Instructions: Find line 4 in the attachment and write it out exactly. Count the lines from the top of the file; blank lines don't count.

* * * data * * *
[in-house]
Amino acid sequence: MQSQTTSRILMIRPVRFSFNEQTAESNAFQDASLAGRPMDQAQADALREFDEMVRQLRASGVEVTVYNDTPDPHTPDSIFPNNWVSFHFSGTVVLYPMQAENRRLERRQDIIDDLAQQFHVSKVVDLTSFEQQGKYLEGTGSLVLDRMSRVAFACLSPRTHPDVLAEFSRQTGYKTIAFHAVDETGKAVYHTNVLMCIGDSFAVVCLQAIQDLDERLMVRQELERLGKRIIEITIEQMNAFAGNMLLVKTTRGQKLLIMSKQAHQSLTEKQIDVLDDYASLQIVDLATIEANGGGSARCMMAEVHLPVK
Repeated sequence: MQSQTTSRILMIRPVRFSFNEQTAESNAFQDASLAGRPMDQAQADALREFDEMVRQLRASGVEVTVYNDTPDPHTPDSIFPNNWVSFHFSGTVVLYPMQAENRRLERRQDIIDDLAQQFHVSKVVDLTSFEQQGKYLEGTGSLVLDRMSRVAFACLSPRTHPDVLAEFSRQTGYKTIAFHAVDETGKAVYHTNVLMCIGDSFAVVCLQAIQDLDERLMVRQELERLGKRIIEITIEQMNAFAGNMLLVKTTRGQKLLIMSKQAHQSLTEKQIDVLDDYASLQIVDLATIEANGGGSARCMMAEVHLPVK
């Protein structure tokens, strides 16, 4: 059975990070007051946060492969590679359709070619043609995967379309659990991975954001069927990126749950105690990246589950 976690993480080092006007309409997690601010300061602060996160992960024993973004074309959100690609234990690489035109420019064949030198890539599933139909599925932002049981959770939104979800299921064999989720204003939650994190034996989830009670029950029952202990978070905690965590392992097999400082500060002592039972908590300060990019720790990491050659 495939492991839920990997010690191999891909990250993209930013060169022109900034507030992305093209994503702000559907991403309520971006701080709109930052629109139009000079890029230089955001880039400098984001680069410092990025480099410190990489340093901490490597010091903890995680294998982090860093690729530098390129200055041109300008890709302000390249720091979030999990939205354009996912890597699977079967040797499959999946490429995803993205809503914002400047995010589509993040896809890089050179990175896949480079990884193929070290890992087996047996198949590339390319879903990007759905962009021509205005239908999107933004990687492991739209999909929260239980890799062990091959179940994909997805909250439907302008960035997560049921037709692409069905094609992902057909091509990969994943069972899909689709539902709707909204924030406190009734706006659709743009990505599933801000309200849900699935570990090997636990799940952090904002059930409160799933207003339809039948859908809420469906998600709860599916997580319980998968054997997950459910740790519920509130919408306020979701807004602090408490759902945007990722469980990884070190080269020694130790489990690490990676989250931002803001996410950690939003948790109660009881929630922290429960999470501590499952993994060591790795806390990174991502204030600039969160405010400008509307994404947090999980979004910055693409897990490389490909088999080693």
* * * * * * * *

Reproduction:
């Protein structure tokens, strides 16, 4: 059975990070007051946060492969590679359709070619043609995967379309659990991975954001069927990126749950105690990246589950 976690993480080092006007309409997690601010300061602060996160992960024993973004074309959100690609234990690489035109420019064949030198890539599933139909599925932002049981959770939104979800299921064999989720204003939650994190034996989830009670029950029952202990978070905690965590392992097999400082500060002592039972908590300060990019720790990491050659 495939492991839920990997010690191999891909990250993209930013060169022109900034507030992305093209994503702000559907991403309520971006701080709109930052629109139009000079890029230089955001880039400098984001680069410092990025480099410190990489340093901490490597010091903890995680294998982090860093690729530098390129200055041109300008890709302000390249720091979030999990939205354009996912890597699977079967040797499959999946490429995803993205809503914002400047995010589509993040896809890089050179990175896949480079990884193929070290890992087996047996198949590339390319879903990007759905962009021509205005239908999107933004990687492991739209999909929260239980890799062990091959179940994909997805909250439907302008960035997560049921037709692409069905094609992902057909091509990969994943069972899909689709539902709707909204924030406190009734706006659709743009990505599933801000309200849900699935570990090997636990799940952090904002059930409160799933207003339809039948859908809420469906998600709860599916997580319980998968054997997950459910740790519920509130919408306020979701807004602090408490759902945007990722469980990884070190080269020694130790489990690490990676989250931002803001996410950690939003948790109660009881929630922290429960999470501590499952993994060591790795806390990174991502204030600039969160405010400008509307994404947090999980979004910055693409897990490389490909088999080693």